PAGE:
How Can You Increase Your Confidence on The Soccer Field in Few Easy Steps?
Confidence is vital if you want to perform well on the soccer field. But what can you do to increase it? Well, in this guide I will give you some tips for how to do just that!
First, never be afraid of receiving the ball no matter how good your opponent is.
Don't see him as a super skilled soccer player; look at him as any ordinary human being. Of course, you should treat your opponent with respect.
A lot of newcomers to the world of soccer tend to overestimate their opponent; this brings a lot of fear to the table. Why bother being afraid when you can believe in your own skills?
However, you should never be afraid of your opponent just because he is a better soccer player than you.
Focus on The Future
Second, don't go around and feel sorry for yourself if you have missed a penalty or a 100% goal chance.
Tell yourself that no matter what you do, these situations will not come back. Instead, focus on working harder and don't start to feel down.
Third, never run around and hide yourself from the ball. This is the biggest mistake you can do on the soccer field. Remember, no one will know how good you are if you never show it.
And if you want to become a professional soccer player, how do you think scouts will be able to spot you? They will not play a hide-and-seek game with you :-) (Sorry to disappoint you if you thought that).
Believe in Your Abilities
The fourth and last advice is to believe in you own abilities. Don't care what others think about you, it will not help you perform better.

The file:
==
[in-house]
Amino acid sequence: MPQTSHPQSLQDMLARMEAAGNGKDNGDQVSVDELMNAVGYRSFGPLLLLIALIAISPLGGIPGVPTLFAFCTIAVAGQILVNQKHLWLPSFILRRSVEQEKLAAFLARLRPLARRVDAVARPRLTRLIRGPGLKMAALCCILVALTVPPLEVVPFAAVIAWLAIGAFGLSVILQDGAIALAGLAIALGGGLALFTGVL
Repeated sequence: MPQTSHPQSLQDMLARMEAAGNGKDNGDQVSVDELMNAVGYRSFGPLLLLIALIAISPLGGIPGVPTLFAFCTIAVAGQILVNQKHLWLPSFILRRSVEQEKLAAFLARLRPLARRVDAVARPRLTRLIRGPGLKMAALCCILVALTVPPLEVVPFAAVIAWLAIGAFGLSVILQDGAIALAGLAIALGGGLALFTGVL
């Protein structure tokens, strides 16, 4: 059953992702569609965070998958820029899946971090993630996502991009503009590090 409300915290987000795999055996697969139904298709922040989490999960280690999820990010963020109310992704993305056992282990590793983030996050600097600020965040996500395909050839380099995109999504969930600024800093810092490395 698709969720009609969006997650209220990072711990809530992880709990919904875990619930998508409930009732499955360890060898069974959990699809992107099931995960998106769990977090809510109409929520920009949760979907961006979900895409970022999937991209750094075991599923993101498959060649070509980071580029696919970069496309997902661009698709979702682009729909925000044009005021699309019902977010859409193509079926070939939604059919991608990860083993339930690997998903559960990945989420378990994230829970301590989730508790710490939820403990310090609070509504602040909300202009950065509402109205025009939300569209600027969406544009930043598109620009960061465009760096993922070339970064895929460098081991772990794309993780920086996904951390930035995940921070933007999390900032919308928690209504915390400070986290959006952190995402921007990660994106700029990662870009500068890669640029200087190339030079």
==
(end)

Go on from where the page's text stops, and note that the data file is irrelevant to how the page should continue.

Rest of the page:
I can admit that getting praise from others will give you a confidence boost. However, if you don't believe in yourself these credits will not help you in the long run.
To give you a better picture of what confidence can mean for a player, read further:
One of my teammates was incredible with the ball during our regular practice. It was impossible to take the ball from him and I remembered how jealous I was at him.
But, during our games he was never playable; it was always something that stopped him from receiving the ball. Either it was his shoes, an opponent or just bad weather.
But one day he told me that he was afraid to receive a pass because he thought he would lose it directly. He was also afraid of what crowd will think!
He said, "If I don't manage to dribble my opponent the crowd will see me as a poor player and no one will treat me with respect."
I told him that he should try to pretend like he was on our practice with no crowd around him. In the beginning he was suspicious about this purpose.
However, when he noticed that it actually helped him perform better, he started to pretend like this during the whole soccer game.
That year we went from being a mediocre middle team to a top position. And this was just because my friend started to show himself on the field.